New version page

UH TELS 3345 - Chap03

This preview shows page 1-2-3 out of 9 pages.

View Full Document
View Full Document

End of preview. Want to read all 9 pages?

Upload your study docs or become a GradeBuddy member to access this document.

View Full Document
Unformatted text preview:

1PowerPoint Presentation by Charlie CookPowerPoint Presentation by Charlie CookThe University of West AlabamaThe University of West AlabamaManaging Human ResourcesManaging Human ResourcesBohlander Bohlander •• SnellSnell1414ththeditionedition© 2007 Thomson/South© 2007 Thomson/South--Western.Western.All rights reserved.All rights reserved.Equal EmploymentEqual EmploymentOpportunity and Opportunity and Human Resources Human Resources ManagementManagement© 2007 Thomson/South-Western. All rights reserved. 3–2ObjectivesAfter studying this chapter, you should be able to:1. Explain the reasons behind passage of EEO legislation.2. Prepare an outline describing the major laws affecting equal employment opportunity. Describe bona fide occupational qualification and religious preference as EEO issues.3. Discuss sexual harassment and immigration reform and control as EEO concerns.4. Explain the use of the Uniform Guidelines on Employee Selection Procedures.© 2007 Thomson/South-Western. All rights reserved. 3–3Objectives (cont’d)After studying this chapter, you should be able to:5. Provide examples illustrating the concept of adverse impact and apply the four-fifths rule.6. Discuss significant court cases affecting equal employment opportunity.7. Illustrate the various enforcement procedures affecting equal employment opportunity.8. Describe affirmative action and the basic steps in developing an affirmative action program.© 2007 Thomson/South-Western. All rights reserved. 3–4Historical Perspective of EEO Legislation• Equal Employment Opportunity (EEO) The treatment of individuals in all aspects of employment—hiring, promotion, training, etc.—in a fair and nonbiased manner.• Changing National Values• Economic Disparity• Early Legal Developments Civil Rights Act (1866) Executive Order 8802 Civil Rights Act (1964)© 2007 Thomson/South-Western. All rights reserved. 3–5The Legal EnvironmentSource: Adapted from James Ledvinda And Vida Scarpello, Federal Regulation of Personnel and Human Resources Management, 2e. (Boston: PWS-Kent Publishing, 1990).ConcernsConcerns• Fairness issues• Economic disparity• Changing material values• Interest group agendas• Political party mandates• Loop-holes in current legislationState Court SystemFederal Court System• Passed by congress• Passed by state legislature• Presidential executive ordersType name hereType title here• Federal agencies • State agencies• Independent commissions• Rulings• Written regulations• Complaint investigations• Technical assistance• Lawsuits• Planning compliance strategies• Formulating appropriate HR policies• Briefing and training employees and managers• Defending lawsuits• Working with government agencies lobbying for policy changesOpinions and DecisionsLawsLaws AgenciesAgenciesManagementManagementResponsesResponsesRegulatoryRegulatoryActionActionChallenges to Laws© 2007 Thomson/South-Western. All rights reserved. 3–6Government Regulation of EEO• Protected Classes Individuals of a minority race, women, older people, and those with disabilities who are covered by federal laws on equal employment opportunity.2© 2007 Thomson/South-Western. All rights reserved. 3–7Major Laws Affecting Equal Employment Opportunity© 2007 Thomson/South-Western. All rights reserved. 3–8Major Laws Affecting Equal Employment Opportunity (cont’d)© 2007 Thomson/South-Western. All rights reserved. 3–9Major Laws Affecting Equal Employment Opportunity (cont’d)© 2007 Thomson/South-Western. All rights reserved. 3–10Section 703(a) of Title VII of the Civil Rights Act• It shall be unlawful employment practice for an employer:To fail or refuse to hire or to discharge any individual, or otherwise to discriminate against any individual with respect to his [or her] compensation, terms, conditions, or privileges of employment because of such individual’s race, color, religion, sex, or national origin....© 2007 Thomson/South-Western. All rights reserved. 3–11Jurisdiction of the Civil Rights Act of 1964• All private employers in interstate commerce who employ fifteen or more employees for twenty or more weeks per year • State and local governments • Private and public employment agencies, including the U.S. Employment Service • Joint labor-management committees that govern apprenticeship or training programs • Labor unions having fifteen or more members or employees • Public and private educational institutions • Foreign subsidiaries of U.S. organizations employing U.S. citizens© 2007 Thomson/South-Western. All rights reserved. 3–12Exemptions From Antidiscrimination Regulations• Bona Fide Occupational Qualification (BFOQ) Suitable defense against a discrimination charge only where age, religion, sex, or national origin is an actual qualification for performing the job.• Business Necessity Work-related practice that is necessary to the safe and efficient operation of an organization.3© 2007 Thomson/South-Western. All rights reserved. 3–13Age Discrimination Actions• Excluding older workers from important work activities.• Making negative changes in the performance evaluations of older employees. • Denying older employees job-related education, career development, or promotional opportunities.• Selecting younger job applicants over older, better-qualified candidates. • Pressuring older employees into taking early retirement.• Reducing the job duties and responsibilities of older employees.• Terminating older employees through downsizing.© 2007 Thomson/South-Western. All rights reserved. 3–14What Is a “Disability”?• The Americans With Disabilities Act defines a disability as: A physical or mental impairment that substantially limits one or more of the major life activities. A record of such impairment. Being regarded as having such an impairment.© 2007 Thomson/South-Western. All rights reserved. 3–15What Is a “Disability”? (cont’d)• The ADA does not cover:1. Homosexuality or bisexuality2. Gender-identity disorders not resulting from physical impairment or other sexual-behavior disorders3. Compulsive gambling, kleptomania, or pyromania4. Psychoactive substance-use disorders resulting from current illegal use of drugs 5. Current illegal use of drugs 6. Infectious or communicable diseases of public health significance (applied to food-handling jobs only and excluding AIDS)© 2007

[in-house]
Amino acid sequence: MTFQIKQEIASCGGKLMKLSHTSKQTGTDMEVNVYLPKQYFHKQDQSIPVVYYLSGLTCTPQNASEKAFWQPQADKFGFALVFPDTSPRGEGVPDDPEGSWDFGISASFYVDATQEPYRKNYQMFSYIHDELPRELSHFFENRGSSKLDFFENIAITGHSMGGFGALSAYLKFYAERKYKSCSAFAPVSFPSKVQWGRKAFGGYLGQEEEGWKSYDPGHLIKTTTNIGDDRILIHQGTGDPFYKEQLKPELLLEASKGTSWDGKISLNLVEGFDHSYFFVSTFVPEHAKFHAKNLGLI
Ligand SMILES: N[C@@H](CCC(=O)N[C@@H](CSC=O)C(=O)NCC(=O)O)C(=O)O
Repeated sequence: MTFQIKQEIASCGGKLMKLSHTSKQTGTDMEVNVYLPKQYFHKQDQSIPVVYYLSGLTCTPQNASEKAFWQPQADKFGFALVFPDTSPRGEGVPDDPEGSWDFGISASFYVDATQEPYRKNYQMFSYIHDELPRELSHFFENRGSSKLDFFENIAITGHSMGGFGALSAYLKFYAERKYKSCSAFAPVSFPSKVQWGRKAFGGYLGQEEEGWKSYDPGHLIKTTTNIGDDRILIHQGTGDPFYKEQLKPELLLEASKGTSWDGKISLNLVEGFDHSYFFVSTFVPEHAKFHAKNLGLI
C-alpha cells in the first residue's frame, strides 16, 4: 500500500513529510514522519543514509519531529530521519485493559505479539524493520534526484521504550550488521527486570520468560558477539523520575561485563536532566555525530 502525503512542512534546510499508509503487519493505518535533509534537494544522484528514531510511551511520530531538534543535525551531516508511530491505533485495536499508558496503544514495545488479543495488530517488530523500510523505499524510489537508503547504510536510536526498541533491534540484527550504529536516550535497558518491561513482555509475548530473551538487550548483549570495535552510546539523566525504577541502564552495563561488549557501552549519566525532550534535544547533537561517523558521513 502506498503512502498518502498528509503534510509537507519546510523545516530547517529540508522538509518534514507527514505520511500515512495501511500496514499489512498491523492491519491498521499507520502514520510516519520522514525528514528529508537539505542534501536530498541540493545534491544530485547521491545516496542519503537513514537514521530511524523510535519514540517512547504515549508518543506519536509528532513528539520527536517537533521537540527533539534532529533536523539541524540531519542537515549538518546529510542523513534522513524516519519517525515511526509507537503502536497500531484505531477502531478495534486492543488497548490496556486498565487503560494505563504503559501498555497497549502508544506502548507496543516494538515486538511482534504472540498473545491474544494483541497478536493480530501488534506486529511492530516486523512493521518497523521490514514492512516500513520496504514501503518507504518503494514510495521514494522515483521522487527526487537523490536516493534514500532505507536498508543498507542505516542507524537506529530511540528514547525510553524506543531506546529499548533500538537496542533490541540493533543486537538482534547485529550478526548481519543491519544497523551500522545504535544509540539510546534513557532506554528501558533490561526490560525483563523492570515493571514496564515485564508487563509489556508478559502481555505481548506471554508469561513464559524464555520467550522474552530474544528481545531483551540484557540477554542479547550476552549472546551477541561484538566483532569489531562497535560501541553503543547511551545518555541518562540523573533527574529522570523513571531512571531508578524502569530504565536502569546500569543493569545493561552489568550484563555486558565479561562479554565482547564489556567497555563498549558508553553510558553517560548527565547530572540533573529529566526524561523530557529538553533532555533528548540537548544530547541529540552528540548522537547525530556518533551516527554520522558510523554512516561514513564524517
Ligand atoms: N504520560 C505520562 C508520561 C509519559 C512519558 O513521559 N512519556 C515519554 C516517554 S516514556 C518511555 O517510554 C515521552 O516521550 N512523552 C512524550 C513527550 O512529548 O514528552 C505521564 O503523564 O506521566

View Full Document
Loading Unlocking...
Login

Join to view Chap03 and access 3M+ class-specific study document.

or
We will never post anything without your permission.
Don't have an account?
Sign Up

Join to view Chap03 and access 3M+ class-specific study document.

or

By creating an account you agree to our Privacy Policy and Terms Of Use

Already a member?